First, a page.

Bookseller Gripes

By now, most everyone has seen this list of gripes that some Borders employees believe they had hidden from their customers. Accompanying the legitimate complaints against customers doing appalling things (like tearing up the store or leaving their children alone to tear up the store) are the complaints that bother me enough to write a post about it. The anonymous former employees don’t like your taste in books. They don’t like helping you find a book with very little information to go on. They don’t like that you’re confused because the store changes every week. And frankly, they would rather you shop elsewhere. They might have thought they were keeping these opinions a secret, but they weren’t. Underlying many of the comments posted to the various sites that have featured this picture is the idea that there is such a thing as being too good to work retail.

The reason I even bring this up here is because librarians have chimed in agreeing with many of the points on the list, including the frustration of finding a book with little information. In some ways, I understand the booksellers being frustrated, since they might not have been trained in reader’s advisory or reference. But librarians? Librarians who should know how to ask questions to find out what the patron is really looking for? The real problem I see is that patrons can tell if the librarian feels inconvenienced or is looking down on the patron. Patrons can tell if the librarian would really rather you go elsewhere. We can’t take patrons for granted. Patrons who feel slighted or unwelcome in the library will just go away. They might not make a grand fuss about it, they might not ever tell you why they’re not coming back; they’ll just find themselves too busy to go to the library. They’ll buy all their books, or borrow them from friends and family, or just stop reading. Do we have such a glut of patrons, of readers, that we can afford to alienate them? And why would we want anyone to leave the library feeling like an inconvenience?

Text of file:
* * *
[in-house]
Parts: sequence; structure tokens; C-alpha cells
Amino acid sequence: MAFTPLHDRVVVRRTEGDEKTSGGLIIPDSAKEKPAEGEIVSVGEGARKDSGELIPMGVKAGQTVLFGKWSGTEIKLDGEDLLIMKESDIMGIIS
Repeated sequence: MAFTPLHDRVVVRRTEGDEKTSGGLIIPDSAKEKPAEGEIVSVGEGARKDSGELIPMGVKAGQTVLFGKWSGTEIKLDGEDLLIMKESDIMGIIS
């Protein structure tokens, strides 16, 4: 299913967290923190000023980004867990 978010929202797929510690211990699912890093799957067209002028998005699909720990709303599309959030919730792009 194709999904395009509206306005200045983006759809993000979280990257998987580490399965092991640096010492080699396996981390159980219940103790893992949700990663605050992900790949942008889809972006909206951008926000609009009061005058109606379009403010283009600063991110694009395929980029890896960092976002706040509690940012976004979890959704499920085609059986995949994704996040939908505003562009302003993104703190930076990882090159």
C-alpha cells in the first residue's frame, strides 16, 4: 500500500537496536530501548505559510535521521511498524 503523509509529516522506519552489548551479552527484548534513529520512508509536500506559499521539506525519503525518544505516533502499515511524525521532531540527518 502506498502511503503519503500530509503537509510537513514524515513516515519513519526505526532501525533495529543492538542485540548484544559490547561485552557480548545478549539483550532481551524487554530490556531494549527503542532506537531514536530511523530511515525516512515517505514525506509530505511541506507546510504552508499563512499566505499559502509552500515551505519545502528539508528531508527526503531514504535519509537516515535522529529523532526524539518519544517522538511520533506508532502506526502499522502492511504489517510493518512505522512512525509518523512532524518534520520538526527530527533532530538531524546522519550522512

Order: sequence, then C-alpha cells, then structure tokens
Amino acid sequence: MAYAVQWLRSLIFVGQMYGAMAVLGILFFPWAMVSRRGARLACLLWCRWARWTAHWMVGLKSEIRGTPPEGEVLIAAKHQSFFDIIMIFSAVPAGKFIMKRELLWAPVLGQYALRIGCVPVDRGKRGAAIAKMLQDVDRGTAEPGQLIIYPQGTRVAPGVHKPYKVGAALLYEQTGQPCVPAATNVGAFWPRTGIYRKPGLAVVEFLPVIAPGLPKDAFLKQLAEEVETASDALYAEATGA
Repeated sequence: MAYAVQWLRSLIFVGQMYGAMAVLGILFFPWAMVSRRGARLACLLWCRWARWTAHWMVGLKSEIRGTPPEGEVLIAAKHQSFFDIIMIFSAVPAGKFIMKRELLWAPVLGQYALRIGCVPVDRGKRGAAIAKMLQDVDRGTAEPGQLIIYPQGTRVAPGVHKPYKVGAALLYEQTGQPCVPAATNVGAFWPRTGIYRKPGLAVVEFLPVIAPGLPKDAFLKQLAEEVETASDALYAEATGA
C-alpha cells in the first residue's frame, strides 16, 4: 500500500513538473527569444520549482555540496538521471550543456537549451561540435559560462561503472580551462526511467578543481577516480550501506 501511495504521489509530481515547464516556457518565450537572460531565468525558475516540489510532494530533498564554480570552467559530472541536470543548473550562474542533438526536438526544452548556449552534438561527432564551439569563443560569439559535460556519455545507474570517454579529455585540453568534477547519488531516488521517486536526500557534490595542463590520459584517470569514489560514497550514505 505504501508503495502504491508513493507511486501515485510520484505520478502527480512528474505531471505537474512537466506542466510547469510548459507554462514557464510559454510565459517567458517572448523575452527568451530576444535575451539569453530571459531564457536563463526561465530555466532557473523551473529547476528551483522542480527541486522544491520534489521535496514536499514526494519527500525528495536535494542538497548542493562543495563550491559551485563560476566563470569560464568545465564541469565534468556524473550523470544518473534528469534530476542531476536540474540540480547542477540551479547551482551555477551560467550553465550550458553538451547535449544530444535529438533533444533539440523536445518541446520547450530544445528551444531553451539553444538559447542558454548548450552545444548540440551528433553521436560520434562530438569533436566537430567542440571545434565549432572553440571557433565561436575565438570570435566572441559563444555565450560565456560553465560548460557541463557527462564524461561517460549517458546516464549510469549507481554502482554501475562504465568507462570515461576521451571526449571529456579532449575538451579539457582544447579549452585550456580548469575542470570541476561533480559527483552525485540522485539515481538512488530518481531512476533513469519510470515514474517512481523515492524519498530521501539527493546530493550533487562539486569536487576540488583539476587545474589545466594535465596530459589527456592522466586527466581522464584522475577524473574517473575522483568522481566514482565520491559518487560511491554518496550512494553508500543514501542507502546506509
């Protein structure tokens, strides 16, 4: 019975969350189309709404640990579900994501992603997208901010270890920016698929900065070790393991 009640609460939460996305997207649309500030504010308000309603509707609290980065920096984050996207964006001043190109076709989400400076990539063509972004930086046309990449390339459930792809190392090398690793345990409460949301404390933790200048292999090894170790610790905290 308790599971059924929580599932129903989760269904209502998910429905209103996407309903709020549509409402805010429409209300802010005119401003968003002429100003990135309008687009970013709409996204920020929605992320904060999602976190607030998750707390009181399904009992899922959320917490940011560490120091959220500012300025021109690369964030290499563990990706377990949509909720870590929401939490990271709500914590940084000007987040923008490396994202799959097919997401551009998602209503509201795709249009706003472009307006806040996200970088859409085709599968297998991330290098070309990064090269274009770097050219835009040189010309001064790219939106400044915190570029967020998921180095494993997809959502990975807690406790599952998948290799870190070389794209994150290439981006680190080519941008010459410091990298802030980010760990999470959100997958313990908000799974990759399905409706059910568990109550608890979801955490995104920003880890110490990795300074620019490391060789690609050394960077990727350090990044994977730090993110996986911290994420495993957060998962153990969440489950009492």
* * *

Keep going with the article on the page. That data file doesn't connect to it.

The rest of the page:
Please note that I am NOT advocating allowing people to trash the library (or bookstore) or leave their children unattended. This is unacceptable behavior. What is NOT unacceptable behavior is: looking for the latest Oprah Winfrey book, reading Twilight, remembering only a few details about a book you heard about on the radio last month, or being confused because the corporate overlords dictate moving everything around every week so customers CAN’T find anything without your help. (The last one is bookstore specific– I hope libraries don’t get into that habit!) It’s a real Catch-22 to the customer, who knows he’s inconveniencing you by asking questions, but who has to ask because everything is different now.

I know how appalling some people can behave in public. I have cleaned up after my fair share of them (both as a worker AND as a fellow customer.) But we HAVE to recognize the difference between the horrendous, thoughtless behavior that is unacceptable and the normal human behavior that allows us to have a job.

Write Every Day?

Seth Godin says something I probably need to hear every day. Write every day, in public. This is very hard for me because I worry about the repercussions that follow speaking one’s mind. It’s not that I worry about my writing not being good enough– I wrote professionally for years and I know my writing is at least adequate. It’s that I worry that if I express the wrong opinions, I could put my career in jeopardy. Pretty ironic when my career is studying and teaching librarianship. I also pay attention to discourse and how policies are shaped and how they then shape the people who have to enforce them. In other words, I think too much.

I do agree with Seth Godin and I am going to try to write more, publicly, every day. I think it will help my writing for publication as well. I’m working on several articles and a couple of research projects. One article is on culture shock in school libraries and the other is a narrative of my experiences doing institutional ethnography in a school. I want to write it in a way that would be useful to a librarian who wants to examine work processes and discover how to change them for the better.